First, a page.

A disaster response official who previously led a global health directorate disbanded by the Trump administration is leaving the government.
Timothy Ziemer’s departure robs the Trump administration of another expert as it tries to battle the coronavirus pandemic. The former Navy rear admiral is highly regarded and has decades of government service, although he has been somewhat sidelined during the ongoing crisis.
Ziemer landed at the U.S. Agency for International Development after his directorate at the National Security Council was dismantled by then-national security adviser John Bolton in 2018. He informed colleagues Tuesday of his decision to leave, which he said will take effect June 5.
In a note obtained by POLITICO, Ziemer implied that he’s retiring, and said he had informed the White House of his decision on Monday. He wrote that the choice was “very difficult and emotional.”
“After 50+ years of service to my country, it’s now time for me to move on to the next phase of my life,” Ziemer wrote in the brief missive. “It will be difficult for me to be sitting in the bleachers observing your life-saving and significant efforts around the world, but be assured I will be an advocate and voice for all you are doing.”
Ziemer’s current title is listed as senior deputy assistant administrator on USAID’s website, but colleagues said he was actually serving as an acting assistant administrator for the Bureau for Democracy, Conflict, and Humanitarian Assistance, whose duties include promoting good governance as well as disaster response.
USAID recently acquired a new acting administrator, John Barsa, and there have been some leadership changes as a result. Ziemer, who did not respond to a request for comment, may have felt it was a natural time to depart.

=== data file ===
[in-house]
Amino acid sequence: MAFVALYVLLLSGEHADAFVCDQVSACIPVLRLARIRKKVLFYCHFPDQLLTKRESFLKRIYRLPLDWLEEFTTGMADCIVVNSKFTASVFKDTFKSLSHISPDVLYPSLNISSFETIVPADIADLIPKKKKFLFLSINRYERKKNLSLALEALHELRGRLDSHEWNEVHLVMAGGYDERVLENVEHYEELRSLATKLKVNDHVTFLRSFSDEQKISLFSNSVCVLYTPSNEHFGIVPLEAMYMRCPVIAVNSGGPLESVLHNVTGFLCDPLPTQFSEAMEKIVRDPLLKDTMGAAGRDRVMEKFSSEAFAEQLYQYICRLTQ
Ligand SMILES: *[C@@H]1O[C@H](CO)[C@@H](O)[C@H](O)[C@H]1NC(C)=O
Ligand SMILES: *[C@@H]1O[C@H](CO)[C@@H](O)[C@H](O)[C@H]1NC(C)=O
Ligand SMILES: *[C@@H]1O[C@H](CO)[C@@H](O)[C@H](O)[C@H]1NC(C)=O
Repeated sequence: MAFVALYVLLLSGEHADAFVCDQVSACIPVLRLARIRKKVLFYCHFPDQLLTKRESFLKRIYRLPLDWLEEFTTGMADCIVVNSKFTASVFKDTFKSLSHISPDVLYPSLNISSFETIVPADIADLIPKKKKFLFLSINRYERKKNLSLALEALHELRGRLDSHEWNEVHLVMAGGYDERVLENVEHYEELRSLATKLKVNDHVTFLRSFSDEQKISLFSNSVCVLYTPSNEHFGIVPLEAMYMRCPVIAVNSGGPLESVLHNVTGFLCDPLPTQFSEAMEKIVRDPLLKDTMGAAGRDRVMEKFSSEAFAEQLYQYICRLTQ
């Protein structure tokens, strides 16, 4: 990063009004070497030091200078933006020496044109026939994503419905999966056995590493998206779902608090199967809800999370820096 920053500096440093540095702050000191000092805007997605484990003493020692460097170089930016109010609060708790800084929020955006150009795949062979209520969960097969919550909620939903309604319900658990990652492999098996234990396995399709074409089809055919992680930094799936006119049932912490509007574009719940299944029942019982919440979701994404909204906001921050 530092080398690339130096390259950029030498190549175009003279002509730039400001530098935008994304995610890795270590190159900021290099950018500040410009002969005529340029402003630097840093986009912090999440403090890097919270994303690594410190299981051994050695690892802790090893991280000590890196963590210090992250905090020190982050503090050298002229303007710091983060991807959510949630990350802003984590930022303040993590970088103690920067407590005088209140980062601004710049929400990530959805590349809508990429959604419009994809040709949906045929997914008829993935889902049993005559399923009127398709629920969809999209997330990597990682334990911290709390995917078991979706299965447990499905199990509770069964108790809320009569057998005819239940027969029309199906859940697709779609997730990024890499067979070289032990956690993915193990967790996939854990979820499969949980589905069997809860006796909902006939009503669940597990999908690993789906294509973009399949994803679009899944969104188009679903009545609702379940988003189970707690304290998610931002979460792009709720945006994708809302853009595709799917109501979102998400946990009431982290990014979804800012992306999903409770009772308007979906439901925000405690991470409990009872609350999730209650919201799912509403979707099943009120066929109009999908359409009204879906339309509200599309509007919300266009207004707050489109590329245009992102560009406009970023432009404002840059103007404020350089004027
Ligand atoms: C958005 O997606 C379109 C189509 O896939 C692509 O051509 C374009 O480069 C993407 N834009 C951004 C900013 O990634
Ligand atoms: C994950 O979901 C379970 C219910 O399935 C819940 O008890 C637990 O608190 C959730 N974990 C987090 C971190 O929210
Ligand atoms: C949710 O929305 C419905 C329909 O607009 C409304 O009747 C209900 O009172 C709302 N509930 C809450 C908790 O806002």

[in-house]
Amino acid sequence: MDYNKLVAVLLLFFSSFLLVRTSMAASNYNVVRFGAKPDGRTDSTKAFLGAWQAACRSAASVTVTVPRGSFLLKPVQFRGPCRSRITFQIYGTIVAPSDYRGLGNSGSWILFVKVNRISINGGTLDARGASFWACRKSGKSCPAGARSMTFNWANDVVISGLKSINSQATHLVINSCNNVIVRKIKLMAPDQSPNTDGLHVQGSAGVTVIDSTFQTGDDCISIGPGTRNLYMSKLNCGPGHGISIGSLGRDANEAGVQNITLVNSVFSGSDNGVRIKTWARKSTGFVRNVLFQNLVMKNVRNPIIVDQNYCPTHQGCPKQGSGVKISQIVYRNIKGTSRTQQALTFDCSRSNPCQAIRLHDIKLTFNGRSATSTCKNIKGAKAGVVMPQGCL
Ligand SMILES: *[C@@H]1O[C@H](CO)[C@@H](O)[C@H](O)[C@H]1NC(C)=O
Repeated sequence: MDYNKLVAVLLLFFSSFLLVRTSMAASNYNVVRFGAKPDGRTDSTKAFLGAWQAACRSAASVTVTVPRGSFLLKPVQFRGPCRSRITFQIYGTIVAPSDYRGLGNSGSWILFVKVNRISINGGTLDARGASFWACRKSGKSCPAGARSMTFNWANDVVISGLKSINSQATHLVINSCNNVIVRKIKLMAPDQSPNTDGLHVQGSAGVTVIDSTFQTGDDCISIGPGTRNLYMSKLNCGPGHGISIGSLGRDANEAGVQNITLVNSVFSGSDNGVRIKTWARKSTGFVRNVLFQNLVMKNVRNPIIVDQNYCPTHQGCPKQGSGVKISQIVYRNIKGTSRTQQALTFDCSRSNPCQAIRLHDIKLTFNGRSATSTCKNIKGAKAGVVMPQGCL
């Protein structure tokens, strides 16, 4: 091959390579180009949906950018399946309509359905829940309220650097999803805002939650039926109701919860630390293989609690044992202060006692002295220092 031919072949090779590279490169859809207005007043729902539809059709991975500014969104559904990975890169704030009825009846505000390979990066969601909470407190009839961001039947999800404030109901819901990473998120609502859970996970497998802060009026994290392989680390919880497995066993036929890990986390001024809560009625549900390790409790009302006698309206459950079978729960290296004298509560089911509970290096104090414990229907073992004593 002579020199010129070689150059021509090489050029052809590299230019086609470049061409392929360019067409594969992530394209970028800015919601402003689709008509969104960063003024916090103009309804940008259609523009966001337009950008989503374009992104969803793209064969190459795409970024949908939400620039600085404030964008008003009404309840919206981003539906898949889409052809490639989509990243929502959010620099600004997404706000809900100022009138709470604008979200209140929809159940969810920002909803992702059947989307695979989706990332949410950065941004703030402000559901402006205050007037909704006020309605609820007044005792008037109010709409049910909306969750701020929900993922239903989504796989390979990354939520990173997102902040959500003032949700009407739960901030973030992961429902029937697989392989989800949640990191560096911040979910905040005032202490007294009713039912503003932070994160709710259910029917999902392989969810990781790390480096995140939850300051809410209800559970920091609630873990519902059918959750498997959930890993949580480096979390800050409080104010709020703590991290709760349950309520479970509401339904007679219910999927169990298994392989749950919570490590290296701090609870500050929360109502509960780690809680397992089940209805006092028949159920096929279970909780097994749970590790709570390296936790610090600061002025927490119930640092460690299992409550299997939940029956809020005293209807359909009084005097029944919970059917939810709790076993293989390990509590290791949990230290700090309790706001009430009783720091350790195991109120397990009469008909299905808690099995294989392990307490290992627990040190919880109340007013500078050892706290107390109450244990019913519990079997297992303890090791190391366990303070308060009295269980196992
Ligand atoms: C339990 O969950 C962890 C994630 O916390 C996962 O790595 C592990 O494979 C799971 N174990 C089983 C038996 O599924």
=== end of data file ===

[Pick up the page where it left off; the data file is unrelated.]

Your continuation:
Ziemer’s exact role in the Trump administration’s response to the coronavirus pandemic has not been entirely clear, and he’s kept a low profile. Colleagues described him as an authoritative voice on health and disaster issues who was advising others more directly involved in the overall Trump administration response.
Spokespersons for USAID and the White House did not immediately respond to a request for comment.
President George W. Bush tapped Ziemer in 2006 to lead the President’s Malaria Initiative, a major program to respond to that lethal illness; he led the PMI for more than a decade. Ziemer also previously served as executive director of World Relief, a major humanitarian organization.
Critics of the Trump administration point to its decision to abandon the global health security directorate as one reason it has been flatfooted in its response to the coronavirus pandemic. But administration officials argue that the restructuring of the NSC didn’t mean it lost its expertise.
USAID staffers have been among the most dismayed by how the administration is responding to the crisis. Many say their agency has not been utilized well, and that they are constantly getting conflicting messages about what they need to do.
The aid agency has been hamstrung in responding to the coronavirus outbreak by a debate among officials about whether the U.S. should be aiding other countries with supplies of critical medical gear.